Our View: A chance for a local bailout
November 24, 2008
With the economy pinching businesses who are pinching employees, it’s a wonder we’re all not walking around rubbing our shoulders. Everyone, it seems, is getting pinched. No wonder we’re all asking, “Where’s our bailout?”
It seems uncouth to ask our “trickle-down” government to invest in small businesses. Instead, billions are going to banks who failed to follow a basic business tenet ” serve your customers well. Lesson No. 1: Customer service is what got us into this mess ” selling loans with the corporation’s, not the customer’s, best interests in mind.
And we’re making the same mistake again. Our federal government is hooking up the largest banks in the world with funds the average customer could never dream about.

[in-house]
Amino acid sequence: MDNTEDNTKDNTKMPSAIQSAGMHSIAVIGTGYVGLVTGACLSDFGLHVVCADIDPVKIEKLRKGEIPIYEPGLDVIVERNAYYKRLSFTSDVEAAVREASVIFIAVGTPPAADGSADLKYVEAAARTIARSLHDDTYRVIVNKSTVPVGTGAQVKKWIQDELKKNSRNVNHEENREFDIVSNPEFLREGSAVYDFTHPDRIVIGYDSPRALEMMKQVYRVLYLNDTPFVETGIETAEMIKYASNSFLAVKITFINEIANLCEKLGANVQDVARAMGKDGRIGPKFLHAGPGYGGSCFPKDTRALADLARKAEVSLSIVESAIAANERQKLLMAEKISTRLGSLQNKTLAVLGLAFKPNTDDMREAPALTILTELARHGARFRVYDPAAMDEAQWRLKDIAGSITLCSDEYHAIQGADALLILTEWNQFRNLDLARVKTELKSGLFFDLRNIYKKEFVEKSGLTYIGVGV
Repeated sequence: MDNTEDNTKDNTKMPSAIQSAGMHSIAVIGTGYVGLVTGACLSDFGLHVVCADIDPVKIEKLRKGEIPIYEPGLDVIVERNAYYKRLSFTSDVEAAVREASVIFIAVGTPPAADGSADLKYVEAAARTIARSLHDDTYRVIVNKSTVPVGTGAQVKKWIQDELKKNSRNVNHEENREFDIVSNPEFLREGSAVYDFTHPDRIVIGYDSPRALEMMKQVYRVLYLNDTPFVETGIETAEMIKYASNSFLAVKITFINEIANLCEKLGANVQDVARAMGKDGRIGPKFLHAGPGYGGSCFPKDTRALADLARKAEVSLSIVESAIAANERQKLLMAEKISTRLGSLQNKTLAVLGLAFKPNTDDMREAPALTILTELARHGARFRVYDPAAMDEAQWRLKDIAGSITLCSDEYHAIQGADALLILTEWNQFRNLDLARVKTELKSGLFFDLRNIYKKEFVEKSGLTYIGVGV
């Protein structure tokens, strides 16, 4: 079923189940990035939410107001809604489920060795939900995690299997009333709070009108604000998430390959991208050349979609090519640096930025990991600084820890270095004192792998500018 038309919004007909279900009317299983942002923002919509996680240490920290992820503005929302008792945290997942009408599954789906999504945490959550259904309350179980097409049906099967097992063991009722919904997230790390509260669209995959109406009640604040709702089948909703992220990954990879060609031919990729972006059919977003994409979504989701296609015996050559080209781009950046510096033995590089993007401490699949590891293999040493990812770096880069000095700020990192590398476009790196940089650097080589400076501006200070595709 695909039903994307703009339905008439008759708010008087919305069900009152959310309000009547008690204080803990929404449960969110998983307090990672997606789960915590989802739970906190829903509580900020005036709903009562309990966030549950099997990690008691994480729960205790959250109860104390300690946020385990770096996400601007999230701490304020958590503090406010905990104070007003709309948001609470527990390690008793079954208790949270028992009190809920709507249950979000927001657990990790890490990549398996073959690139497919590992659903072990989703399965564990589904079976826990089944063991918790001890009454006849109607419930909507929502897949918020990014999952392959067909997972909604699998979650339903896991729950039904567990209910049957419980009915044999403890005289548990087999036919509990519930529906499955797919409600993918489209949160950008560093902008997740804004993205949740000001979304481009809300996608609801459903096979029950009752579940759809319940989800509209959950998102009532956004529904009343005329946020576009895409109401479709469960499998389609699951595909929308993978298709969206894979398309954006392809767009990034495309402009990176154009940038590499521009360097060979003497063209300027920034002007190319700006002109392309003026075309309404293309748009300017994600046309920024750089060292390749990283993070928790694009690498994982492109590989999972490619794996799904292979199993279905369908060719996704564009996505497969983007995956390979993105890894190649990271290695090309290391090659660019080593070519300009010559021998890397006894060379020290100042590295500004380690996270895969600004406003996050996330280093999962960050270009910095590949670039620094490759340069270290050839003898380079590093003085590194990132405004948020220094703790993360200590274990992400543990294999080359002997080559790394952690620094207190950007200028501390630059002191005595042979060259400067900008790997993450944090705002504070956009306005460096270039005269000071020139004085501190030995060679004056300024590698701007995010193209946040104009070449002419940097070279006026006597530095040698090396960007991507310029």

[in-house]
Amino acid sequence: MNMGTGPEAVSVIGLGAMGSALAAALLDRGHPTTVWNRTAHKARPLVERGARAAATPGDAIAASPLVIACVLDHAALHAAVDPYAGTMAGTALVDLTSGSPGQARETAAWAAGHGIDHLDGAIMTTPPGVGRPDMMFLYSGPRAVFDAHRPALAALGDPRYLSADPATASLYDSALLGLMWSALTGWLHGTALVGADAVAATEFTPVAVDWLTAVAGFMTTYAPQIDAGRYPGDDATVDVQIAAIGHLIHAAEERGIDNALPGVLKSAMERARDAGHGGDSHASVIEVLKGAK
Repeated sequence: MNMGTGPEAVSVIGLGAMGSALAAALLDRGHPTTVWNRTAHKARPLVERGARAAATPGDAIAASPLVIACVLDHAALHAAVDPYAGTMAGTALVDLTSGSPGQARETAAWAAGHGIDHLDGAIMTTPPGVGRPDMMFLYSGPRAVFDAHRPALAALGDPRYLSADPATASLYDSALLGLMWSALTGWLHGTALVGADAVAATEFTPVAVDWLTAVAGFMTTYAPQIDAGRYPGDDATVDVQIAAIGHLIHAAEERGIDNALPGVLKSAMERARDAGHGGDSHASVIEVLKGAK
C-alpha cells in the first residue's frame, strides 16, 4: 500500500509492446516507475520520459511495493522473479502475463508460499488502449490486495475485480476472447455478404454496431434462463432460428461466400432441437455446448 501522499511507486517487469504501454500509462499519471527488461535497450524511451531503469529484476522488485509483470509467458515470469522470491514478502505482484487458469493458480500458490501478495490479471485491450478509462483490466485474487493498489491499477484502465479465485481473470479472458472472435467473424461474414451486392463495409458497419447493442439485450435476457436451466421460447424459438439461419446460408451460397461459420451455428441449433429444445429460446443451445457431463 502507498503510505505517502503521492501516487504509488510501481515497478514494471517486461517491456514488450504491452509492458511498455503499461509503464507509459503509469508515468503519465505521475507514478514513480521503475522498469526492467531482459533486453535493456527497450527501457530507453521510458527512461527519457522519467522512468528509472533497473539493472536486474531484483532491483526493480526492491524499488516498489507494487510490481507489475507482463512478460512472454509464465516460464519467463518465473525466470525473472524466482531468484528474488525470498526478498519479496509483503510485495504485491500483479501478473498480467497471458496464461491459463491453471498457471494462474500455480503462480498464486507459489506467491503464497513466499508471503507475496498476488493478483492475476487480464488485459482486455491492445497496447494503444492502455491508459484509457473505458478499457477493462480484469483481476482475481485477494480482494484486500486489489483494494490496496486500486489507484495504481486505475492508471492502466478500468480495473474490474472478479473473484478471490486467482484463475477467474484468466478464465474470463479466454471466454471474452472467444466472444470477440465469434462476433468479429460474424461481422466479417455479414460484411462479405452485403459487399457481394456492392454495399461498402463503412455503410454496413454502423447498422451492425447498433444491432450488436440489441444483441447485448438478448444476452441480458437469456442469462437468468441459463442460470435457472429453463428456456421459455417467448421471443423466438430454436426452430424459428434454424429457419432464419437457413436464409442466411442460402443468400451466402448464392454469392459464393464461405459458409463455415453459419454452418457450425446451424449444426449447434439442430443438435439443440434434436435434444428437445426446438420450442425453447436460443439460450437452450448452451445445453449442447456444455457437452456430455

So perhaps we should stop all the lending, loaning, bailing and promising until our government can clearly explain how these investments will improve life for the majority of us who work for small businesses. We have yet to hear our government set any benchmark that will tell us we’re being successful in these economic changes. We’re breaking a cardinal business rule ” feverish spending without benchmarks for success.
At the very least, speaking in tangible tgerms might make our elected officials sound smarter than “Throw money at it.” From our point of view on the bottom of the corporate food chain, the bailouts are excusing decades of poor management, and doing little for the millions of small businesses that are struggling, on an equal scale, to the automotive industry.
So, what to do? Let’s create our own bailout. For consumers, that means shopping locally. For businesses, that means celebrating locals like they could be the last customers through our doors.
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